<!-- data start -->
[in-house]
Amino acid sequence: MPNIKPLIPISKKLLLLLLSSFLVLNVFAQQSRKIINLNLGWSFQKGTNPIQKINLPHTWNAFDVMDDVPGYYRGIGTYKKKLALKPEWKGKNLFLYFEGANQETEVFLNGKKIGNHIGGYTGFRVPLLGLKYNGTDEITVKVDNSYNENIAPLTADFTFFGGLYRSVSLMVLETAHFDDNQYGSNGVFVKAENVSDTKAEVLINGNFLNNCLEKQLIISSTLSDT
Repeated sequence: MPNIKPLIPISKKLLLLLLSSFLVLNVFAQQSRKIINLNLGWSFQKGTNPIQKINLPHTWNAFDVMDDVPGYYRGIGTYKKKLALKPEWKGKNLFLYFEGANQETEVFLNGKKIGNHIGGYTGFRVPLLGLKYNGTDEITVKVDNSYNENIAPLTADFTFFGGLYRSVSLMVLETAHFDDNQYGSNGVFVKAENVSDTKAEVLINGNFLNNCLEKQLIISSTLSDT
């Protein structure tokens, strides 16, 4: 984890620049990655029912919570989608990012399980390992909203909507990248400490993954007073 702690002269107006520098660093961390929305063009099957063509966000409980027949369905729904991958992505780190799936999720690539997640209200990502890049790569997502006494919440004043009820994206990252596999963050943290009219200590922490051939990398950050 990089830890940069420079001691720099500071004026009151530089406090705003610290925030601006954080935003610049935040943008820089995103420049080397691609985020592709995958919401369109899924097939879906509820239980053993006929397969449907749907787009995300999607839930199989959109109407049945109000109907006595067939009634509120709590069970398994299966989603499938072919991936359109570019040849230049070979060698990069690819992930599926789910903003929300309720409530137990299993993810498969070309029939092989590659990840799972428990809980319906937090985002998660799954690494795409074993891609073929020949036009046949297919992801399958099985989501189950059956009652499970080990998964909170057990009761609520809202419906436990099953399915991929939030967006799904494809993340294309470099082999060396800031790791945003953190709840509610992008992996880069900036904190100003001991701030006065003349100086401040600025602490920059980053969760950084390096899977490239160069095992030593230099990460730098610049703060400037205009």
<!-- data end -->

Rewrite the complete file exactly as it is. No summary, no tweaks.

[in-house]
Amino acid sequence: MPNIKPLIPISKKLLLLLLSSFLVLNVFAQQSRKIINLNLGWSFQKGTNPIQKINLPHTWNAFDVMDDVPGYYRGIGTYKKKLALKPEWKGKNLFLYFEGANQETEVFLNGKKIGNHIGGYTGFRVPLLGLKYNGTDEITVKVDNSYNENIAPLTADFTFFGGLYRSVSLMVLETAHFDDNQYGSNGVFVKAENVSDTKAEVLINGNFLNNCLEKQLIISSTLSDT
Repeated sequence: MPNIKPLIPISKKLLLLLLSSFLVLNVFAQQSRKIINLNLGWSFQKGTNPIQKINLPHTWNAFDVMDDVPGYYRGIGTYKKKLALKPEWKGKNLFLYFEGANQETEVFLNGKKIGNHIGGYTGFRVPLLGLKYNGTDEITVKVDNSYNENIAPLTADFTFFGGLYRSVSLMVLETAHFDDNQYGSNGVFVKAENVSDTKAEVLINGNFLNNCLEKQLIISSTLSDT
């Protein structure tokens, strides 16, 4: 984890620049990655029912919570989608990012399980390992909203909507990248400490993954007073 702690002269107006520098660093961390929305063009099957063509966000409980027949369905729904991958992505780190799936999720690539997640209200990502890049790569997502006494919440004043009820994206990252596999963050943290009219200590922490051939990398950050 990089830890940069420079001691720099500071004026009151530089406090705003610290925030601006954080935003610049935040943008820089995103420049080397691609985020592709995958919401369109899924097939879906509820239980053993006929397969449907749907787009995300999607839930199989959109109407049945109000109907006595067939009634509120709590069970398994299966989603499938072919991936359109570019040849230049070979060698990069690819992930599926789910903003929300309720409530137990299993993810498969070309029939092989590659990840799972428990809980319906937090985002998660799954690494795409074993891609073929020949036009046949297919992801399958099985989501189950059956009652499970080990998964909170057990009761609520809202419906436990099953399915991929939030967006799904494809993340294309470099082999060396800031790791945003953190709840509610992008992996880069900036904190100003001991701030006065003349100086401040600025602490920059980053969760950084390096899977490239160069095992030593230099990460730098610049703060400037205009």